SEATTLE -- Researchers at the University of Washington have assembled the first comprehensive genetic map of an unborn child -- a development that could help usher in a new era of prenatal testing.
By analyzing fetal DNA circulating in the mother's blood, the scientists were able to sequence the baby's genome 18 weeks into the pregnancy. The technique also worked at eight weeks, with slightly lower sensitivity.
Because the approach requires only a blood sample from the mother and saliva from the father, it poses none of the miscarriage risk associated with invasive tests such as amniocentesis. And while most existing prenatal tests are designed to check for single disorders, including Down syndrome, a full-gene scan has the power to reveal a wide range of potential problems before birth, said lead author Jacob Kitzman, a doctoral student in genetics.
"It's much more comprehensive."
The procedure is still several years away from commercialization, project leader Jay Shendure said.
But the UW study, published in the June 6 issue of Science Translational Medicine, marks a significant step forward in technology that's been developing over the past several years -- and which worries some people, said Marcy Darnovsky of the Center for Genetics and Society in Berkeley, Calif.
"I think it's a game-changer," she said. Cheap, safe genome sequencing could give parents the power to practice a kind of eugenics, preselecting children based on desirable traits.
"It could become a routine part of prenatal testing ... which raises questions about what people will do with the information," Darnovsky said.
Shendure cautioned against expecting too much -- at least in the near future. Scientists may be able to sequence the 3 billion DNA units that make up each person's genetic heritage, but they still don't understand the genetic basis of most common diseases.
"The capacity of genomics to generate data is outstripping our ability to interpret it in useful ways," he said.
Some genes can raise the odds that a person will develop conditions such as diabetes or certain types of cancer. But most diseases arise from a complex tangle of multiple genes and environmental factors.
What should prospective parents do, Darnovsky asked, if they're presented with a report that predicts their unborn child has a 30 percent higher chance of developing breast cancer at age 50?
"The meaning of this data is going to be unclear for a very long time," she said.
That's why the UW scientists predict genome sequencing in the womb will initially be most valuable for diagnosing the more than 3,000 diseases, including cystic fibrosis and sickle cell anemia, known to be caused by a glitch in a single gene. Though individually rare, these single-gene diseases strike about 1 percent of newborns and can account for up to 40 percent of the pediatric care in some hospitals.
If a test for those diseases is available when he becomes a father, Kitzman would probably opt for it.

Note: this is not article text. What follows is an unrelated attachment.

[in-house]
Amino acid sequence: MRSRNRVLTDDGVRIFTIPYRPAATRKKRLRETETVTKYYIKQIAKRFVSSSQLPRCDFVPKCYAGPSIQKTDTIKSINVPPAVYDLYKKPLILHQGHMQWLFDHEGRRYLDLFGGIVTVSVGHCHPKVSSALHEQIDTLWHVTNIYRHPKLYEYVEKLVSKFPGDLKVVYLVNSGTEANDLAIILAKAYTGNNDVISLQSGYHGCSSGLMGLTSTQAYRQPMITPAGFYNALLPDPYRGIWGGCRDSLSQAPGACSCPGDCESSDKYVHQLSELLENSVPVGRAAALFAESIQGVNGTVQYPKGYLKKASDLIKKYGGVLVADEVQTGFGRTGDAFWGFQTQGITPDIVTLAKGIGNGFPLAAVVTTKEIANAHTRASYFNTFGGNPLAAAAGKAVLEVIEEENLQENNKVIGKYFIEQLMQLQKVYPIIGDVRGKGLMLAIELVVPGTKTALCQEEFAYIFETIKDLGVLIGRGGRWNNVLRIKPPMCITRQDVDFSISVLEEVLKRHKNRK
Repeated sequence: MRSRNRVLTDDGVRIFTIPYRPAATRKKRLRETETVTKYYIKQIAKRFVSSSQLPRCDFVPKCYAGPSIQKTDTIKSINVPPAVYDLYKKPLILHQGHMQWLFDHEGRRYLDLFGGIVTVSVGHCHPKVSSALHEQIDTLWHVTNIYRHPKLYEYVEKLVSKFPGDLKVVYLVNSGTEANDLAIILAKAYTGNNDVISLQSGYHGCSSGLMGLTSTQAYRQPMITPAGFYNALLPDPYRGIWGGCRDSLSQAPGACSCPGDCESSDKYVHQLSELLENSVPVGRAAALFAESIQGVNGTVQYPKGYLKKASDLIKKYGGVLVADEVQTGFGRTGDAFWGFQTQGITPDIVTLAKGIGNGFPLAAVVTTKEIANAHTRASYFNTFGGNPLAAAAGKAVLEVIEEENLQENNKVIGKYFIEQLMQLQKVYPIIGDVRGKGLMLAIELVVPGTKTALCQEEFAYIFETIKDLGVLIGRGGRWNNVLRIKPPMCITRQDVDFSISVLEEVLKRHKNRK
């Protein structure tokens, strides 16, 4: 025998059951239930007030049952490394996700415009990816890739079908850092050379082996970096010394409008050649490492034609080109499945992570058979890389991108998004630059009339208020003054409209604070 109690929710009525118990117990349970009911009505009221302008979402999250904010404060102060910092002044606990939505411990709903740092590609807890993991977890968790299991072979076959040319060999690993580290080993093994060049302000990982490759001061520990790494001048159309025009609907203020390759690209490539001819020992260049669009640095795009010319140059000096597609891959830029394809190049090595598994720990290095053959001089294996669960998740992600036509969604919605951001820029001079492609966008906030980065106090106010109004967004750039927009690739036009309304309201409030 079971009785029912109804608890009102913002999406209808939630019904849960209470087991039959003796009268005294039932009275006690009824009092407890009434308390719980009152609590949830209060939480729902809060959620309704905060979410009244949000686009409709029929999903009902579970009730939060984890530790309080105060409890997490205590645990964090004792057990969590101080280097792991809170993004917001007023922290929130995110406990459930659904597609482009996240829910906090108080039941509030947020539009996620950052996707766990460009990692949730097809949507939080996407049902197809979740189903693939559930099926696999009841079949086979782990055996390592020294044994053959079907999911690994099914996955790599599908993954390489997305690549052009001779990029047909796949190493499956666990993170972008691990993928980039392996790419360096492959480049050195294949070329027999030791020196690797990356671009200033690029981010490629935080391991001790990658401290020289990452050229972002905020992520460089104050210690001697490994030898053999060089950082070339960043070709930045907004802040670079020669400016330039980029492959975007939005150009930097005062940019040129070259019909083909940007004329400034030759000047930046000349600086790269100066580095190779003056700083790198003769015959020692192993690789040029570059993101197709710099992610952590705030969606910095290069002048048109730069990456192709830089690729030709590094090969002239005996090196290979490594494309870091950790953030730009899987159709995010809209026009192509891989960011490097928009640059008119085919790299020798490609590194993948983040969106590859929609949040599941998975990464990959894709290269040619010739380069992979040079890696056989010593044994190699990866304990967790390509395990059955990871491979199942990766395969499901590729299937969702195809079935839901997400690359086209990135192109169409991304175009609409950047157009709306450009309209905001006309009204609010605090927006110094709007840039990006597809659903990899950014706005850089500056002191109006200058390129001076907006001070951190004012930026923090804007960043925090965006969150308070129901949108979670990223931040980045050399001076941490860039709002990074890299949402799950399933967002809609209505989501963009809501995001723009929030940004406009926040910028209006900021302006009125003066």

"On balance, I would prefer to know if my child was at risk for a serious disorder so that I could begin to explore the options for therapy and care," he said in an email.
UW obstetrics and gynecology professor Dr. Edith Cheng, who was not involved in the study, said that more than a third of prospective parents don't take advantage of existing genetic tests and that few of her patients have been clamoring for more.
Prenatal sequencing will definitely be useful for families, particularly as the cost drops, Cheng said. But she predicted it also will be a powerful tool to study the way humans develop in the womb by tracking genes that switch on and off throughout gestation.
The scientists found no troubling genetic signatures in the baby whose genome was sequenced, nor could they have alerted his parents if they had. The couple were anonymous. The UW study built on the work of researchers in Hong Kong, who discovered that DNA from the fetus appears in the mother's blood in varying concentrations throughout pregnancy. A prenatal blood test for Down syndrome that recently went on the market also targets that fetal DNA, and a few companies claim they can use it to predict a baby's sex.
But to sequence the fetus' entire genome, the researchers had to launch a needle-in-a-haystack search to differentiate the tiny fraction of fetal DNA in the mother's blood from her own. They did it by mapping both the mother's and father's genes, and using statistical analysis to identify sequences that differed -- and therefore must have come from the fetus.
To test their results, the researchers sequenced DNA in cord blood collected after the healthy boy's birth. The sequence from the prenatal test was more than 98 percent accurate. Sequencing of another fetus eight weeks into the pregnancy, when the level of DNA in the mother's blood is lower, was about 95 percent accurate.
The researchers filed for patents on their method, which could mean royalties for the UW if it proves marketable.
By Sandi Doughton
The Seattle Times